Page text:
TRNC property sales down 50% on boom years

Many victims and interest groups such as the Homebuyers Pressure Group lobbied the CU over the widespread problems in the construction sector. However, they claim they could not get any real commitment from Gürcafer to push for essential reforms or for him to drive action against those guilty of fraud or poor workmanship. Even where law suits were successful, there was no effort to enforce decisions.

As a result, overseas confidence in the TRNC property sector has plummeted, impacting massively on sales. According to one former CU board member, Bora Kutruza, sales are 50% lower than in 2009 – the year that the property boom period era drew to a close.

Gary Robb at the incomplete Amaranta Valley site in Girne
Even in companies where the authorities appointed Gürcafer to the board of directors to help resolve serious issues, the victims claim he failed them. One such case concerns Aga Development, headed by convicted criminal Gary Robb. He sold off-plan properties on several sites in Girne to some 250 buyers and allegedly received £1.5 million in sales before disappearing to Thailand. The developments were never completed and the Aga buyers have been unable to secure compensation or titles. Several have died as they wait for the TRNC authorities to find a solution.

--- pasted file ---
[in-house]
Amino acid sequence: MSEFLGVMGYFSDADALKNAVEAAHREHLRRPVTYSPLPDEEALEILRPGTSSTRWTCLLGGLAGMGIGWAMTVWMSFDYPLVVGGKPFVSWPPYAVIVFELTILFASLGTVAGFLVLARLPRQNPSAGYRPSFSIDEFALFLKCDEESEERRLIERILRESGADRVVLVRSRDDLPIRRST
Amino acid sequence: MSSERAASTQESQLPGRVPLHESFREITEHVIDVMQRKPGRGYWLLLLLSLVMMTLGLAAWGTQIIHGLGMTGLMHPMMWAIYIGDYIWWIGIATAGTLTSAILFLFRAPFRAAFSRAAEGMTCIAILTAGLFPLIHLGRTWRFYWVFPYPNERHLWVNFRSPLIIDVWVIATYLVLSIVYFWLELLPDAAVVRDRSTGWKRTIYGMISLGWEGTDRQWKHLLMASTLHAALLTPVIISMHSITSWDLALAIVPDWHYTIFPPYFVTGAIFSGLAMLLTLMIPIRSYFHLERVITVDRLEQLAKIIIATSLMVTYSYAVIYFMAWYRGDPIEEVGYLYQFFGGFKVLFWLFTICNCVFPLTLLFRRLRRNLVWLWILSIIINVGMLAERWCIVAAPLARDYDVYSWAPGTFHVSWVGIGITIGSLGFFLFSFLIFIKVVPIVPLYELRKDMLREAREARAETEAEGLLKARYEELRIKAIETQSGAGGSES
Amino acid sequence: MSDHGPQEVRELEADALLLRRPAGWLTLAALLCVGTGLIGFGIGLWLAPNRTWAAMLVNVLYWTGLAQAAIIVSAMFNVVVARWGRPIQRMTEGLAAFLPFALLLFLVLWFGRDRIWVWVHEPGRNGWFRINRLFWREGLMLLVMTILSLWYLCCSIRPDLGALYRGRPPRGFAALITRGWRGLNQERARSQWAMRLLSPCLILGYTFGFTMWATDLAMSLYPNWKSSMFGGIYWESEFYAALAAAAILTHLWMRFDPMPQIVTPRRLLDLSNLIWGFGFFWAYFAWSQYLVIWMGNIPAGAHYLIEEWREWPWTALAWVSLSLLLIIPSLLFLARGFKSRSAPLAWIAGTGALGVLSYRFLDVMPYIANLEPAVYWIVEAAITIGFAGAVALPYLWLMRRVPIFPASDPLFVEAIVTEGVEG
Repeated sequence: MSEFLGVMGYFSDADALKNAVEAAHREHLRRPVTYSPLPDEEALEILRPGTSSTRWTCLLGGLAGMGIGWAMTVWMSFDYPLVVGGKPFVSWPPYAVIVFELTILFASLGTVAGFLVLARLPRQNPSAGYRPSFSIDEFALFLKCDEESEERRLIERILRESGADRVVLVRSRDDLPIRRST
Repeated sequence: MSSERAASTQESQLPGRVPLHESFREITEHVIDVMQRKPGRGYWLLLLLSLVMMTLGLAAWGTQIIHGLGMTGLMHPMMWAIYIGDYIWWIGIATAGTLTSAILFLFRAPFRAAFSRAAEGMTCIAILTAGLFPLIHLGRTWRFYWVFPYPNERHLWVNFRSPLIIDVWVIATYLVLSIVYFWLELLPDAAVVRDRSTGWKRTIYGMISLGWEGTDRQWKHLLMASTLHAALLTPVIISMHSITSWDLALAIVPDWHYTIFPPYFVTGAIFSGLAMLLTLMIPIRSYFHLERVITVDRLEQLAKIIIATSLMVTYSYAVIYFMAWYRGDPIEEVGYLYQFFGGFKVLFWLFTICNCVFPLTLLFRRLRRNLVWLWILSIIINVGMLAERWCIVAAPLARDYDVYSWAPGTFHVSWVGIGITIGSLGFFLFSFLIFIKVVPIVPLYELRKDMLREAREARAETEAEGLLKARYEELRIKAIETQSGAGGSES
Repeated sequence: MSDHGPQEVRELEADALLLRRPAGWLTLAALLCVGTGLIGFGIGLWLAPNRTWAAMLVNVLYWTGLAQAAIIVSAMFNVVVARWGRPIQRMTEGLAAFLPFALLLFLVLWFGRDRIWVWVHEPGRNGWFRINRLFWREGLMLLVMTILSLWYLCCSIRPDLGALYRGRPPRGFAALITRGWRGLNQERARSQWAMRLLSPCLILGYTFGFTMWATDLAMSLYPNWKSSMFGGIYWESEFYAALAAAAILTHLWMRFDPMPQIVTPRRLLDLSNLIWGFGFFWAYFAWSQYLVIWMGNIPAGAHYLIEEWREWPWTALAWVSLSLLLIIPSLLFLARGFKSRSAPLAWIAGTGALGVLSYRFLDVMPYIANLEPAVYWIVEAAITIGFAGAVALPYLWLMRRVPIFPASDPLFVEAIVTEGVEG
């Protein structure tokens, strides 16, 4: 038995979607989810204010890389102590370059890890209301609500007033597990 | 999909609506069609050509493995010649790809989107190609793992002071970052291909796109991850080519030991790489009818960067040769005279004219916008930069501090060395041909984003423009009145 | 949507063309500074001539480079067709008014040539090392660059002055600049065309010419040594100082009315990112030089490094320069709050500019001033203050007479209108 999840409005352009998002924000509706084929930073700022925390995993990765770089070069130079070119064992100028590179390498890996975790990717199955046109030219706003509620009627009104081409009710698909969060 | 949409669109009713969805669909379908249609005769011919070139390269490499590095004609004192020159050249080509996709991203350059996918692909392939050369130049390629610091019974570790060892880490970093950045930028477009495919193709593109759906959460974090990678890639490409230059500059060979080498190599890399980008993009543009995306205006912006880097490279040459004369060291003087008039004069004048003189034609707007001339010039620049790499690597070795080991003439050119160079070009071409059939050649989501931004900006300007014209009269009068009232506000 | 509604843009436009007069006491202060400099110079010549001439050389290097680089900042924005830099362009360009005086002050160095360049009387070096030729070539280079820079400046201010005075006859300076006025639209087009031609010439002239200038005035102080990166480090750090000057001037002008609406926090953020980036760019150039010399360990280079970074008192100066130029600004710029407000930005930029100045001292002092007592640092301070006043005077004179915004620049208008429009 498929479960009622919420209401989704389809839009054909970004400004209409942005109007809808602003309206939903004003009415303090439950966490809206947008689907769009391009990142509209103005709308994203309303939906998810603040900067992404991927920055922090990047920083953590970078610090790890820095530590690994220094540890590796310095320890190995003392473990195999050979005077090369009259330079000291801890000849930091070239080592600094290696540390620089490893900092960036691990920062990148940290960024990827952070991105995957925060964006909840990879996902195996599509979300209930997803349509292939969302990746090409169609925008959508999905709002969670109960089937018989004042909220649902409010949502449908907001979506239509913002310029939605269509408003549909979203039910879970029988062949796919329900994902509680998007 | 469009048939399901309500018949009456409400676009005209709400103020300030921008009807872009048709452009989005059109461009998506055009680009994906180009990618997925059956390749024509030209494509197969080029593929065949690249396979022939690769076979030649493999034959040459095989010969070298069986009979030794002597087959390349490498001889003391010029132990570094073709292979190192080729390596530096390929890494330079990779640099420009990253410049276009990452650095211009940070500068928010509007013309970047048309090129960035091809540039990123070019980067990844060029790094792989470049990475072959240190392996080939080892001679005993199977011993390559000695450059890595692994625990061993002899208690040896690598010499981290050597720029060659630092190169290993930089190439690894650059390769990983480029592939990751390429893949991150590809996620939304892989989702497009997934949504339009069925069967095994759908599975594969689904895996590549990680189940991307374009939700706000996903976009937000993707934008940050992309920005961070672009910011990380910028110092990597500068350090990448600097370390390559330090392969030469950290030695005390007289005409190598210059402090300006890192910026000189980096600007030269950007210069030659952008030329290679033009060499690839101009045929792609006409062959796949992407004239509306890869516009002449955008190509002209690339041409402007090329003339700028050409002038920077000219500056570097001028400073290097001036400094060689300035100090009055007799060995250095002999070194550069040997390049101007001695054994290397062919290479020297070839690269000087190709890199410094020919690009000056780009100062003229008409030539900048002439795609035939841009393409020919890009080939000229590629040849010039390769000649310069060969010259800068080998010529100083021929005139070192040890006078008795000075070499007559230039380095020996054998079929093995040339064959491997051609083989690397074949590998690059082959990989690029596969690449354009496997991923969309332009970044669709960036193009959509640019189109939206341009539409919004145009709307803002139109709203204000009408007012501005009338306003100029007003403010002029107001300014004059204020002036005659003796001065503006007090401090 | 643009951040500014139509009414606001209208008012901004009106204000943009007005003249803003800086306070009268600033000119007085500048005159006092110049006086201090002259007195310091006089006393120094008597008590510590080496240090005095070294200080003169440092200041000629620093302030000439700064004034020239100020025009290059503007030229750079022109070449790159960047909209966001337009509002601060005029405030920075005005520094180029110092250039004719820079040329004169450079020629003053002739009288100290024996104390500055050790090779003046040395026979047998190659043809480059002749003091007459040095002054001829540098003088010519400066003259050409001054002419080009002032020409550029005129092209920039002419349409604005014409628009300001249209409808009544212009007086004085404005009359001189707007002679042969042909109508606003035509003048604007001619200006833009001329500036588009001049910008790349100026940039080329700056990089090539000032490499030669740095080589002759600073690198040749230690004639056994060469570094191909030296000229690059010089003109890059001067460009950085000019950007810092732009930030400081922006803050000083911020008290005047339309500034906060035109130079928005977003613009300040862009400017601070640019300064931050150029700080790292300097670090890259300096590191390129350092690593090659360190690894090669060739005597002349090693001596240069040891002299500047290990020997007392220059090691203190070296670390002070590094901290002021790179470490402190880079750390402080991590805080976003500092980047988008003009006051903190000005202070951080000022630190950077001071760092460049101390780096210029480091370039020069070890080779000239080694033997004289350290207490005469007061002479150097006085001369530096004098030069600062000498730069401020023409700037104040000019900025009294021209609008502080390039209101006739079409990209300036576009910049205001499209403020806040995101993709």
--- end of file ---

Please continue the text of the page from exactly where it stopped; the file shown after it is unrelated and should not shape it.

"He had his chance to do the job, he failed. Give someone without his chequered past a chance"

In 2009, Robb was extradited to the UK and jailed for drug trafficking offenses. Britain’s Serious Organised Crime Agency brought civil recovery proceedings against him and was granted permission by the High Court to use his assets to refund victims. The Aga victims pressed Gürcafer to do the same in the TRNC. Although the authorities seized Robb’s assets, they have yet to follow suite in compensating victims. Gürcafer was also criticised for not demanding action against the Turkish Cypriot Aga directors who also profited handsomely from this failed venture.

Gürcafer completed his fall from grace when his own businesses, the Mimosa hotel and a floating casino-cum-cruise liner in the Eastern Mediterranean, went bust. In August 2012, he fled to South Cyprus and soon after started legal proceedings against Turkey, claiming he had been duped into developing land he was not aware was formerly owned by Greek Cypriots – an offense in South Cyprus.

The case was a major embarrassment for the CU and the TRNC authorities, who have long championed their right to develop land abandoned by Greek Cypriot refugees, pointing to similar development of Turkish Cypriot refugee land in South Cyprus.

Pauline Read said, “Why was he even allowed to throw his hat into the ring?  He has as much chance of resurrecting the building industry as I have of winning the lottery and I have stopped buying tickets.  He had his chance to do the job, he failed. Give someone without his chequered past a chance.”